If you think about politeness that is one feature, how you would brief a human maybe, and there can be other things. Even if you want a text to be shorter or longer, these things are relatively easy to adjust even today. Not necessarily available in CAT tools or your online system but you can technically do it. Not sure if it is creative but at least it is more controlled in the sense that it would maybe produce a text that comes closer to what a briefed human being would produce.

Esther: What are your thoughts about MT as a managed service in terms of being a growth area of the language industry? 

Samuel: I think machine translation as a managed service clearly has its benefits. There is definitely a need for it in the language services industry. If you just think about how many resources there are out there, translation memories, termbases and so on, that people have been curating for years, decades, sometimes, and they are not necessarily really used. When people use machine translation these days, of course, you can connect your system and then tie it into your CAT tool in some way but these resources that are there are not considered. If you have your own technical expertise, maybe you can mix them together but as soon as this is not the case, then you probably need some kind of managed service.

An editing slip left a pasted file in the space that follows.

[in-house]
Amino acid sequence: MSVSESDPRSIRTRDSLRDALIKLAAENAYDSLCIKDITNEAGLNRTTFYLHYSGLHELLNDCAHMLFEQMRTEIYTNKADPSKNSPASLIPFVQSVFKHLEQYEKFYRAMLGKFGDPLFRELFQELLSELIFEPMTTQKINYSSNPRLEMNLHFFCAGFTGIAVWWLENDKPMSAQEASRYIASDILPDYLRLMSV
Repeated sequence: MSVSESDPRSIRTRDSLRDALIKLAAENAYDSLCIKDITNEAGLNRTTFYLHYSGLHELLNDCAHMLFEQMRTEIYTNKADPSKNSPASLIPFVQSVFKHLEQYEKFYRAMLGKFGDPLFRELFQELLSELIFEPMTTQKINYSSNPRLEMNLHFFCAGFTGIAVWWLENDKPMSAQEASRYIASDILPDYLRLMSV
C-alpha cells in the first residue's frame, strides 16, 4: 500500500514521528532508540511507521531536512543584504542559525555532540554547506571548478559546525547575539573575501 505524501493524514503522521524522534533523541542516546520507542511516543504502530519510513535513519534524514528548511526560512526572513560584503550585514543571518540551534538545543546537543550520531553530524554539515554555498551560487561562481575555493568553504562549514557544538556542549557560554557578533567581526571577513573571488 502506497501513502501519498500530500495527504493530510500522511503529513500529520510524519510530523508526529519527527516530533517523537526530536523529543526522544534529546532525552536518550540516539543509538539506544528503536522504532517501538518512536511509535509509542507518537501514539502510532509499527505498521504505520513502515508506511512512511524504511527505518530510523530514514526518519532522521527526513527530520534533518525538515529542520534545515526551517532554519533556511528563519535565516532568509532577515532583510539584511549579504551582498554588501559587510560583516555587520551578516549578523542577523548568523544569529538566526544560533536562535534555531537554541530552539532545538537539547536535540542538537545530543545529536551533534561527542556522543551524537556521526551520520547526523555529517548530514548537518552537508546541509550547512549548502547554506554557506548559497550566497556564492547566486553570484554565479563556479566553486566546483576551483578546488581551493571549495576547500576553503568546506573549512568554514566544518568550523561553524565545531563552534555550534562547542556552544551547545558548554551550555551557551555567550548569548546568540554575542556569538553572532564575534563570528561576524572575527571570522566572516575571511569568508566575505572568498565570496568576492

Esther: What type of problems are you looking to solve for clients? What else is there that drives clients to come to a company like TextShuttle?

Samuel: It does not make sense for every small language services department to hire their own technical specialists to do machine translation. You also do not have a person that creates a CAT tool for you typically. Maybe some people do, but typically you do not. That is among the key problems we solve and if you go more into the details it is also about them making translation specialists faster. You have these resources and if you produce a domain adapted system, the output is going to be closer to what you eventually want, you have less post-editing effort. It is not all about that.